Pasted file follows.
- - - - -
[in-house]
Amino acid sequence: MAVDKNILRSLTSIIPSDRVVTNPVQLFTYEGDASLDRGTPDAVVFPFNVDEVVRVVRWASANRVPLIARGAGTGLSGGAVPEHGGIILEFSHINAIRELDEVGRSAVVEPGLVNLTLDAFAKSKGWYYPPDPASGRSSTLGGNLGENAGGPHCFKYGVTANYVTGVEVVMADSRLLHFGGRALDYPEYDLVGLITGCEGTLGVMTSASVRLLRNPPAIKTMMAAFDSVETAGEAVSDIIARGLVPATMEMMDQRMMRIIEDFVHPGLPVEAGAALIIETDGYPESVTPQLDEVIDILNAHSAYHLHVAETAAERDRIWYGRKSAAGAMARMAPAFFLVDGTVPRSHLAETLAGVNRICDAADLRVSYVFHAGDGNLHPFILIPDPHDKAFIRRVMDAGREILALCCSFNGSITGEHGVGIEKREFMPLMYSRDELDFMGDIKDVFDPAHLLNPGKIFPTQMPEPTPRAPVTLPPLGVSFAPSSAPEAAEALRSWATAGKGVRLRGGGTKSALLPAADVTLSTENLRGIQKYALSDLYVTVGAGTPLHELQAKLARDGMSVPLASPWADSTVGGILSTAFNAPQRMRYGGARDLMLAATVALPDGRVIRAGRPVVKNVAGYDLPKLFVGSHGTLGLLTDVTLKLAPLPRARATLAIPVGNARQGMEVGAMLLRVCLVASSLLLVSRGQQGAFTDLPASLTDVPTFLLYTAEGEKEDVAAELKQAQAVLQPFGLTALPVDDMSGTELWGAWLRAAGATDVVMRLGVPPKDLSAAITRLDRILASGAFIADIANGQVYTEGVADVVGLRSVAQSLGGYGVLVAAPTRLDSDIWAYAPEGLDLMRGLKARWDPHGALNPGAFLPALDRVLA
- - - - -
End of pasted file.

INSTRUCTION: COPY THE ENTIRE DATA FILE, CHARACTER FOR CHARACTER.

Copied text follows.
[in-house]
Amino acid sequence: MAVDKNILRSLTSIIPSDRVVTNPVQLFTYEGDASLDRGTPDAVVFPFNVDEVVRVVRWASANRVPLIARGAGTGLSGGAVPEHGGIILEFSHINAIRELDEVGRSAVVEPGLVNLTLDAFAKSKGWYYPPDPASGRSSTLGGNLGENAGGPHCFKYGVTANYVTGVEVVMADSRLLHFGGRALDYPEYDLVGLITGCEGTLGVMTSASVRLLRNPPAIKTMMAAFDSVETAGEAVSDIIARGLVPATMEMMDQRMMRIIEDFVHPGLPVEAGAALIIETDGYPESVTPQLDEVIDILNAHSAYHLHVAETAAERDRIWYGRKSAAGAMARMAPAFFLVDGTVPRSHLAETLAGVNRICDAADLRVSYVFHAGDGNLHPFILIPDPHDKAFIRRVMDAGREILALCCSFNGSITGEHGVGIEKREFMPLMYSRDELDFMGDIKDVFDPAHLLNPGKIFPTQMPEPTPRAPVTLPPLGVSFAPSSAPEAAEALRSWATAGKGVRLRGGGTKSALLPAADVTLSTENLRGIQKYALSDLYVTVGAGTPLHELQAKLARDGMSVPLASPWADSTVGGILSTAFNAPQRMRYGGARDLMLAATVALPDGRVIRAGRPVVKNVAGYDLPKLFVGSHGTLGLLTDVTLKLAPLPRARATLAIPVGNARQGMEVGAMLLRVCLVASSLLLVSRGQQGAFTDLPASLTDVPTFLLYTAEGEKEDVAAELKQAQAVLQPFGLTALPVDDMSGTELWGAWLRAAGATDVVMRLGVPPKDLSAAITRLDRILASGAFIADIANGQVYTEGVADVVGLRSVAQSLGGYGVLVAAPTRLDSDIWAYAPEGLDLMRGLKARWDPHGALNPGAFLPALDRVLA